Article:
- Identical bills have been introduced in the Florida House and Senate to strip pro-Palestine students of financial aid and in-state tuition fees.
- Students in groups like FSU Students for a Democratic Society are at the forefront of the fight against the bill.
- Watch now to hear from FSU SDS President Joelle Nunez on how students like him will respond.
Students speaking their minds may face financial consequences.
I'm Alberto Camargo in the Collegetown neighborhood.
Where several hundreds of students have spoken in support of Palestine and a ceasefire.
While backlash was expected, they never thought it could affect their track to graduation.
Florida State Students for a Democratic Society is an organization that has been at the forefront of pro-Palestine protests.
The conflict they are protesting stems from a war between Israel and Hamas.
Its president, Joelle Nunez says SDS is committed to exercising its First Amendment rights.
"Free speech is at the center of what we do."
Under the proposed Senate and House bills, students like Joelle would be at risk of losing financial aid and being charged out-of-state tuition fees.
That's a difference of thousands of dollars per semester at Florida State and Florida A&M.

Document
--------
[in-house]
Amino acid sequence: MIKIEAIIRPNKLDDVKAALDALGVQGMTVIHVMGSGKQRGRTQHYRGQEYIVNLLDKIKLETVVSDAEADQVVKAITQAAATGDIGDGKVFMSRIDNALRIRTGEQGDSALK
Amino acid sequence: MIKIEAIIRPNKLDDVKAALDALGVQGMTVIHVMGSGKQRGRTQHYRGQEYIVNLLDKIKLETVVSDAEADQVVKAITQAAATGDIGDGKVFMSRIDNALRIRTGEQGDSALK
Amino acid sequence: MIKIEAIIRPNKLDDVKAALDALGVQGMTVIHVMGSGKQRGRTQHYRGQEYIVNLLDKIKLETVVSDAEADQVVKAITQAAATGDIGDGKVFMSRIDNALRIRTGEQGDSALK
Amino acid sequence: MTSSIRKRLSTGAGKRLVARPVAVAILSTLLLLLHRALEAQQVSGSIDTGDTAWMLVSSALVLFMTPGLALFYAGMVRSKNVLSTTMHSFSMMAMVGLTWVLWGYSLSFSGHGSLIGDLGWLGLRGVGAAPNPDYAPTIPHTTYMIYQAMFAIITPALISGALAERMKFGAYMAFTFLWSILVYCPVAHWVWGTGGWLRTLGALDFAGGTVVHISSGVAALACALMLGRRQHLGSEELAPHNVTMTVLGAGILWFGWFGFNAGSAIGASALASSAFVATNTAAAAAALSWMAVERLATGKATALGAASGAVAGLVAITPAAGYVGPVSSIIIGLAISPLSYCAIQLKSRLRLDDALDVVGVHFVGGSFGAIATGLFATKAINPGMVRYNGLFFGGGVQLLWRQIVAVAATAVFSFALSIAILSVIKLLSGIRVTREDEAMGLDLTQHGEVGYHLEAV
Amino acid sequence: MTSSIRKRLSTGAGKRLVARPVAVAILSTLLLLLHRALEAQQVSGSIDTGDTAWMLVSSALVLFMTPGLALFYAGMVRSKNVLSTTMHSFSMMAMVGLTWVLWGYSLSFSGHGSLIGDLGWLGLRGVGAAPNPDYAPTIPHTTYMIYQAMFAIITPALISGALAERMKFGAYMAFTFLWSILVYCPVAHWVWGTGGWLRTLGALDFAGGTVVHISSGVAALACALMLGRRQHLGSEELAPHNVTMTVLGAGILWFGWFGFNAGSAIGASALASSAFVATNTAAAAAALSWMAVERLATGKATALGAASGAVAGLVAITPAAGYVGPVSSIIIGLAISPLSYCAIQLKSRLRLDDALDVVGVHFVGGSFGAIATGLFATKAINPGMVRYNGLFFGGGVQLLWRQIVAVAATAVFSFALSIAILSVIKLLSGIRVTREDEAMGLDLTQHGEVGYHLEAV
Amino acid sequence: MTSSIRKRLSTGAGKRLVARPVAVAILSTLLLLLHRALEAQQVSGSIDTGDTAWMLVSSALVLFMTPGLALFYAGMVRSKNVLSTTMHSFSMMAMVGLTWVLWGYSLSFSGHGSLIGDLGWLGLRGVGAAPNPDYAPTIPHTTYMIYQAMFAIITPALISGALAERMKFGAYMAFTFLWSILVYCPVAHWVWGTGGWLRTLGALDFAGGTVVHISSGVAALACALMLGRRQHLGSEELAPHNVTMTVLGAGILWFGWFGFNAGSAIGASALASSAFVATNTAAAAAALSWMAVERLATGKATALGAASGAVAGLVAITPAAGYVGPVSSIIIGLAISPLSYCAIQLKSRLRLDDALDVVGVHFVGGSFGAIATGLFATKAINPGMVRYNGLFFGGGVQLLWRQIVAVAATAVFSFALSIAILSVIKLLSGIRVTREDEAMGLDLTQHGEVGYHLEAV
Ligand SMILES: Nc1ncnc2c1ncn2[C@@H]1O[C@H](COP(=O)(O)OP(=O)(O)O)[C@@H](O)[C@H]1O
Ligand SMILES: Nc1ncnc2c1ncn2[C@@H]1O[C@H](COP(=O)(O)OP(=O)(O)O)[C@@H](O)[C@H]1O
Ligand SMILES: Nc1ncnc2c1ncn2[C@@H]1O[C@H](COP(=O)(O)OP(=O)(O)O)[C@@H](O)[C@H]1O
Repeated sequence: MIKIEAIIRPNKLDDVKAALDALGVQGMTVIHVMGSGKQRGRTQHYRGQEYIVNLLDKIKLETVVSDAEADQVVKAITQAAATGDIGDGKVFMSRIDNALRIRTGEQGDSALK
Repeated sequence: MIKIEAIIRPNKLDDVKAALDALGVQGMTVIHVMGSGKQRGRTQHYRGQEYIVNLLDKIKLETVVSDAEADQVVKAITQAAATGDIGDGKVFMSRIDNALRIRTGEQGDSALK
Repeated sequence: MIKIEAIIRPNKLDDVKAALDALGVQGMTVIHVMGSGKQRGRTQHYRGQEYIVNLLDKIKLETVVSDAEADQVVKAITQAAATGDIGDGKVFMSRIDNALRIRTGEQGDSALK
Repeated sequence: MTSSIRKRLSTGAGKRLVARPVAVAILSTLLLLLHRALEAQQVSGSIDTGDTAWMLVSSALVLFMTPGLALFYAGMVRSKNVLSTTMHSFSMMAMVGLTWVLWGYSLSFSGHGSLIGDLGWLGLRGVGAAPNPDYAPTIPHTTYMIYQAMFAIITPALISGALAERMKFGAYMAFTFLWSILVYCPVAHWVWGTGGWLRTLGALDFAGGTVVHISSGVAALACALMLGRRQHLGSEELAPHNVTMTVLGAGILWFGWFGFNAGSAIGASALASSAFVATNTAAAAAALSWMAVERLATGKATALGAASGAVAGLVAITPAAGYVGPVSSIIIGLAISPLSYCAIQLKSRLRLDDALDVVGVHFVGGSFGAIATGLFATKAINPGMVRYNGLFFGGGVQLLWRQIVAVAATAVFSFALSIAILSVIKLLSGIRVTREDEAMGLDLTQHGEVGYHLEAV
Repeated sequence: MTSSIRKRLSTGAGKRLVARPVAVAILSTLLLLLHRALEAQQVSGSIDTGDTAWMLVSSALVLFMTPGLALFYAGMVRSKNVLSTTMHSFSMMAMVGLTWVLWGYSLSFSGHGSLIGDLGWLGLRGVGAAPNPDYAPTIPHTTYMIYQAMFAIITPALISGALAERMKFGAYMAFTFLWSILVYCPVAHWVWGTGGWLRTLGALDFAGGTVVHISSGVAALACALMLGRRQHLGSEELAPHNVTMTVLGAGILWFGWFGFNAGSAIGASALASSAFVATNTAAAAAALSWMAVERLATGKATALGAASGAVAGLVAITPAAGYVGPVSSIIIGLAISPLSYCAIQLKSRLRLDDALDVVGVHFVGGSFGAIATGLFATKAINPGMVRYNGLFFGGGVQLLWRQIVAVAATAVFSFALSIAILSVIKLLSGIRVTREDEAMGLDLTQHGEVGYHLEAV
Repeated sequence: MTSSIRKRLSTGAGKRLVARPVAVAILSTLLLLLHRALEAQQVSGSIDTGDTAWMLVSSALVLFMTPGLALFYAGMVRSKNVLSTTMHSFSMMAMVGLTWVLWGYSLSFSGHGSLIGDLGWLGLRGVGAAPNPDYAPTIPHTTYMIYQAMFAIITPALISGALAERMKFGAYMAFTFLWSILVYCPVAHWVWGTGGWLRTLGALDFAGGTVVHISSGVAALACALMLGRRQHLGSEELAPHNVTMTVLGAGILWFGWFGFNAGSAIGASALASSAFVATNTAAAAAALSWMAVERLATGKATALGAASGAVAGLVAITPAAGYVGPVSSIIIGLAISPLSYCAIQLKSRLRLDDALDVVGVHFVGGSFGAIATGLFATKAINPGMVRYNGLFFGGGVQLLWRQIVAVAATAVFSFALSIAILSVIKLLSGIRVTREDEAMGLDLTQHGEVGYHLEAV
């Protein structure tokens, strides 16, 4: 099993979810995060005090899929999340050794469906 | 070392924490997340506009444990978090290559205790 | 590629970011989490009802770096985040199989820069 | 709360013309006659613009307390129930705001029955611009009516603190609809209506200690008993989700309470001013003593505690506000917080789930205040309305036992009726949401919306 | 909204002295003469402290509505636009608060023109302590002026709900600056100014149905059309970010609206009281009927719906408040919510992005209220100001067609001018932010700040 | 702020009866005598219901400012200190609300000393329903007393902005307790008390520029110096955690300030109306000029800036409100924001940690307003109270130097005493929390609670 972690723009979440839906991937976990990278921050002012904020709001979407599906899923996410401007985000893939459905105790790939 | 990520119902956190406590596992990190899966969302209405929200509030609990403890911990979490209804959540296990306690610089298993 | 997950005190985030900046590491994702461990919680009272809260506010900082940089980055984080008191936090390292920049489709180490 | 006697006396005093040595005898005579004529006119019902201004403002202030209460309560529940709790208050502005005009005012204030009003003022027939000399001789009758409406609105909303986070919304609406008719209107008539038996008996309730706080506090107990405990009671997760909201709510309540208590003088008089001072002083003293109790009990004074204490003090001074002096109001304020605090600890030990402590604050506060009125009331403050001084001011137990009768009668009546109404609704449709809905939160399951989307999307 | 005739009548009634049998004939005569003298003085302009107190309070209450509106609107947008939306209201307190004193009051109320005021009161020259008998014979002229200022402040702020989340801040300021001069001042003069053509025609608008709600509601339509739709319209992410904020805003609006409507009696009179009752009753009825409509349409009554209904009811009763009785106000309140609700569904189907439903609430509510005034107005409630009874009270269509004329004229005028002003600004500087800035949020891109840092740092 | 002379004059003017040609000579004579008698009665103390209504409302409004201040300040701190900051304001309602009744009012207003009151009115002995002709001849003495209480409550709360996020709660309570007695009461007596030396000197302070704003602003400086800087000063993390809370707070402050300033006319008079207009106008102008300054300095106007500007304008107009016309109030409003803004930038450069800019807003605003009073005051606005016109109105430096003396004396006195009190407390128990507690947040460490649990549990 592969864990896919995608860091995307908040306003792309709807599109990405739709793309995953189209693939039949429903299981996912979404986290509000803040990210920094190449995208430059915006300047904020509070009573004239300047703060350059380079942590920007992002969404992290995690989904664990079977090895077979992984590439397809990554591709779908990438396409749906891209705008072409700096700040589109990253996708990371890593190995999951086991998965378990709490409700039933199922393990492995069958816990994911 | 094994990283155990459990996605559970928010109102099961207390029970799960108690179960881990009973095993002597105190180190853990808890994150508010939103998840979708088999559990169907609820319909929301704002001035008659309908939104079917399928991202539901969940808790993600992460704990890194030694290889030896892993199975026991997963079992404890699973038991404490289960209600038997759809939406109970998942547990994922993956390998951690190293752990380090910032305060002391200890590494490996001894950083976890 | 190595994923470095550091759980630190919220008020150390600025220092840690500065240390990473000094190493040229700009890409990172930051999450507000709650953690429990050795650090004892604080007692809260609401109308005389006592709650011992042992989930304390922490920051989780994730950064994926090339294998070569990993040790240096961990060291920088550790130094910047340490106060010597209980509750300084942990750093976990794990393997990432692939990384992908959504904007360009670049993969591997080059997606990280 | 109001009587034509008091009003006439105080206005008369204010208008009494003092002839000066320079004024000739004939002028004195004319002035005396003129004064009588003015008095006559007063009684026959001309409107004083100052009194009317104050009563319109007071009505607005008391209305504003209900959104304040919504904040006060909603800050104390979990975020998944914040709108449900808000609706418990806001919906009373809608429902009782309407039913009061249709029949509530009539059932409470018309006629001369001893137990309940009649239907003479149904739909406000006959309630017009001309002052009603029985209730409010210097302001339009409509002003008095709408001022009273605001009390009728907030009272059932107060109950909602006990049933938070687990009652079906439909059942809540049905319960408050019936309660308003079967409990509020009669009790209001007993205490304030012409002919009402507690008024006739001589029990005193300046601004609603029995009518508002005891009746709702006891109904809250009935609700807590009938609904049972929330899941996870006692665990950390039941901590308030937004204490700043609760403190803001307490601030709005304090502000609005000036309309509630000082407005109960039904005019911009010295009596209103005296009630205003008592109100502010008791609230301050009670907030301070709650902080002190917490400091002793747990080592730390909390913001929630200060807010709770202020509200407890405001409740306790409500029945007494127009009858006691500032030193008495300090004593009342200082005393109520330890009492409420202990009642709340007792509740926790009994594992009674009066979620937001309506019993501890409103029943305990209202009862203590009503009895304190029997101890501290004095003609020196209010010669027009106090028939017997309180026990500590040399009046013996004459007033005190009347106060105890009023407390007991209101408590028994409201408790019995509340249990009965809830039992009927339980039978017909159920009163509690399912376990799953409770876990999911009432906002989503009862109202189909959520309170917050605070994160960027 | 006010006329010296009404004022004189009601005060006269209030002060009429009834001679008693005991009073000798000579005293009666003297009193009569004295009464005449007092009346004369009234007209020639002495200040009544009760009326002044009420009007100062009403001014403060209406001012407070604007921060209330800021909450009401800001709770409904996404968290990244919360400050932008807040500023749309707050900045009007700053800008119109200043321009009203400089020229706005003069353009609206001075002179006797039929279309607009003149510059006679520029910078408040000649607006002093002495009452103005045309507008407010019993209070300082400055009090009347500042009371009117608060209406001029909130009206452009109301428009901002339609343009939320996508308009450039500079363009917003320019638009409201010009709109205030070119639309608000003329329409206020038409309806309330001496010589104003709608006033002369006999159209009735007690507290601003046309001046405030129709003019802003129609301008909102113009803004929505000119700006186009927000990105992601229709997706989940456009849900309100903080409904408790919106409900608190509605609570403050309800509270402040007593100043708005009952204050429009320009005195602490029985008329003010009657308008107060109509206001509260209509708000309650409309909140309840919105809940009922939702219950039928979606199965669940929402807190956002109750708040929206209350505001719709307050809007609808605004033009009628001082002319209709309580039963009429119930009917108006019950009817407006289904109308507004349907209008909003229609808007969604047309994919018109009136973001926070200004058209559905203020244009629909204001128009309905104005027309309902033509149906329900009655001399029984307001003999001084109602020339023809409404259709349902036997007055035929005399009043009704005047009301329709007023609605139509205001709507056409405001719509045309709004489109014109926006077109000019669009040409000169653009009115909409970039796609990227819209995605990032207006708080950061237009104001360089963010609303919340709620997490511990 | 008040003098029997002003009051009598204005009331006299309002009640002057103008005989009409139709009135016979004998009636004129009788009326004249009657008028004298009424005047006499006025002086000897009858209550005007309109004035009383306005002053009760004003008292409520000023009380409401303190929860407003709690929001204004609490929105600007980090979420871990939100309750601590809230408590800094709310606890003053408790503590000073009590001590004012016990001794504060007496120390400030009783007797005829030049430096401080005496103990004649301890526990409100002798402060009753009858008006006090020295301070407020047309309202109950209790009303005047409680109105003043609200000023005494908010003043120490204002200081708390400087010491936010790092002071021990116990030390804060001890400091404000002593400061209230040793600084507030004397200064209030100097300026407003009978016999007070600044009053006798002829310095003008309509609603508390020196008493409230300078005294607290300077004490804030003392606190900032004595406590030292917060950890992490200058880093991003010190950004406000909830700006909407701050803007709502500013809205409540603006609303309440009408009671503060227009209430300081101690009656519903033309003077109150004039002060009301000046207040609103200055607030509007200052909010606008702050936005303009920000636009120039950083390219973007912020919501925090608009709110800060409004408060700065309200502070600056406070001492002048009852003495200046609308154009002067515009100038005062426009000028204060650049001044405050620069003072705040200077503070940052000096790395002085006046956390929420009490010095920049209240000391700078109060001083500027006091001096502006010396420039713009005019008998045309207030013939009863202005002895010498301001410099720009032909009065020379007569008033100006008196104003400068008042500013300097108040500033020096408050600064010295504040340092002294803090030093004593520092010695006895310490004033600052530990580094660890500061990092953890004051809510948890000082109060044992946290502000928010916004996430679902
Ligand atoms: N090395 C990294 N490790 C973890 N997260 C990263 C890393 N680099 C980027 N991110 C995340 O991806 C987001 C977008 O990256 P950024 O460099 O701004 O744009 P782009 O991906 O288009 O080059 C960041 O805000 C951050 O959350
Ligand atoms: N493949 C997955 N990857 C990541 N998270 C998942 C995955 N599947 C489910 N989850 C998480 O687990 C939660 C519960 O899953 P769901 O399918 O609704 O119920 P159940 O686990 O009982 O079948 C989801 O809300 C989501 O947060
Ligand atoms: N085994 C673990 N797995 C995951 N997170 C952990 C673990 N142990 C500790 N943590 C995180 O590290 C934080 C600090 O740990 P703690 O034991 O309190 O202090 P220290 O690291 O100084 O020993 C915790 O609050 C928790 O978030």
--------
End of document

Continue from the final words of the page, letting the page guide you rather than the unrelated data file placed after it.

"Yeah I don't think I'd be able to come here without financial aid."
Joelle says the new bill is a violation of students' rights and a scare tactic by lawmakers.
"This is like a blatant attempt to repress free speech on campus."
Earlier this month, Senator Blaise Ingoglia said he thinks public money should go elsewhere.
"State of Florida taxpayers, we should not be asking them to subsidize people who are terrorist sympathizers looking to wipe out the state of Israel."
He is also very passionate about the morality of the bill.
"If this bill passes into law I dare anyone to file a lawsuit on this, saying that its ok to give material support to a terrorist organization."
Nunez says the legislation will be met with plenty of resistance.
"I don't think it'll hold up. I think this is something that like. If it does end up passing, we're just going to have to fight it out."
The bill will be considered during the next legislative session in January. If passed, it would go into effect in July 2024.
In Collegetown, I'm Alberto Camargo, ABC27.